Bird flu hits Suffolk

GOVERNMENT vets are today investigating an outbreak of bird flu at a poultry farm after hundreds of turkeys died in Suffolk.Experts were called to the Bernard Matthews factory in Holton late on Thursday following the outbreak of an unexplained illness.

GOVERNMENT vets are today investigating an outbreak of bird flu at a poultry farm after hundreds of turkeys died in Suffolk.

Experts were called to the Bernard Matthews factory in Holton late on Thursday following the outbreak of an unexplained illness.

Around 1,000 turkeys are thought to have died.

The Department of Environment, Food and Rural Affairs (Defra) said preliminary tests had confirmed a bird flu outbreak.

But a spokeswoman said the risk of the disease spreading to humans was low and there was no need for panic.

She said staff at the site were being monitored and restrictions were in force to stop birds being moved in or out of the site.

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Defra has yet to say whether any exclusions zones will be set up and how many birds will have to be slaughtered.

Bernard Matthews Foods, which employs more than 1,000 people at Holton, issued a statement that said: “Bernard Matthews can confirm that one of the sheds at its Holton site is being investigated by Defra but no further details on the situation can be provided until the investigation is completed.”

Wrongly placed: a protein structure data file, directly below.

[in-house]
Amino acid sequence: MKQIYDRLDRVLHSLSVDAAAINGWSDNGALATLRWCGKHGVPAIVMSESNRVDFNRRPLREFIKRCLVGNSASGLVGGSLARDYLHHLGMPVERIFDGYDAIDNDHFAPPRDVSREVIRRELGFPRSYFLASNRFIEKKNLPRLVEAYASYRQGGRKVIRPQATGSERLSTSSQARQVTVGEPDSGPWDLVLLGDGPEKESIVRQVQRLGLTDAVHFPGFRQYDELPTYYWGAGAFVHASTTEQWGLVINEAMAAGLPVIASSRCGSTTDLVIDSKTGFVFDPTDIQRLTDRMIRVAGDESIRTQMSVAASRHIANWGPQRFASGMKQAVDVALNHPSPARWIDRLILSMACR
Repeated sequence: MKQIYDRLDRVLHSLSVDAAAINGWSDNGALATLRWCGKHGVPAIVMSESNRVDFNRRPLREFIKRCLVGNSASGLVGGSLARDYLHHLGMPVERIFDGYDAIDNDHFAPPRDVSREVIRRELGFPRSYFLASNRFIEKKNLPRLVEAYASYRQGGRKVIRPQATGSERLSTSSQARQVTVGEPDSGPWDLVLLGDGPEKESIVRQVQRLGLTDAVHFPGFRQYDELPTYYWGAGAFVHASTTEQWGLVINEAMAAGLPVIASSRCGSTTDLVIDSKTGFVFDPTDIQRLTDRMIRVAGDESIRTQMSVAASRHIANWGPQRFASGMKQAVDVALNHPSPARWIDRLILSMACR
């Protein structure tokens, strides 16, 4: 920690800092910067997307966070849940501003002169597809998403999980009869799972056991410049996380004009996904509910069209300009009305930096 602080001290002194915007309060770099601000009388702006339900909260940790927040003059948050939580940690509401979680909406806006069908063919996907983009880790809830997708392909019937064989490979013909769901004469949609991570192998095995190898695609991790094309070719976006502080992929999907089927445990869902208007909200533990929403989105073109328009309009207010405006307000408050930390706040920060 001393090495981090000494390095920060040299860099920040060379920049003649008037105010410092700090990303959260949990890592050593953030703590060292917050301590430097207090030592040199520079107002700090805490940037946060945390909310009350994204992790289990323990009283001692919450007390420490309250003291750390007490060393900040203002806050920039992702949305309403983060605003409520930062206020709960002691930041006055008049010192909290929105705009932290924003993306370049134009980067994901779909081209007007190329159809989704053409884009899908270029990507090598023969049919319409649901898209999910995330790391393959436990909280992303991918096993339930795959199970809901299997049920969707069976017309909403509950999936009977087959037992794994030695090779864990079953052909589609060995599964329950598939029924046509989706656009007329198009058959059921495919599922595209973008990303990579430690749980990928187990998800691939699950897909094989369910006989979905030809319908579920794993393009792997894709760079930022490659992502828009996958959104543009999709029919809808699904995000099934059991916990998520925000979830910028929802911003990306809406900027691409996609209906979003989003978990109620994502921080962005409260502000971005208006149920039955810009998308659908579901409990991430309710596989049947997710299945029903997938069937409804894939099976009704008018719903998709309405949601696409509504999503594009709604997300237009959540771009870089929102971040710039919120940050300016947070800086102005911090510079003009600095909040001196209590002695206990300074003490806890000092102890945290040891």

A spokesman for Suffolk County Council, which has a public protection role, said: “We are aware that Defra are at an incident in north Suffolk but we do not have any other information as we are waiting to hear from Defra.”

A Defra spokesman said: “The State Veterinary Service has been investigating a case of suspected avian notifiable disease on a poultry farm in Suffolk.

“Preliminary tests have indicated that the avian influenza virus is present in samples from poultry found dead on the premises.

“These preliminary results show that it is the H5 strain of the virus but further confirmatory tests are in progress to identify the strain more fully, and more will be known today .

It is the second time in less than 12 months that UK-reared poultry has been hit by bird flu.

More than 30,000 birds were slaughtered after chickens in North Tuddenham, near Dereham, Norfolk, tested positive in April.

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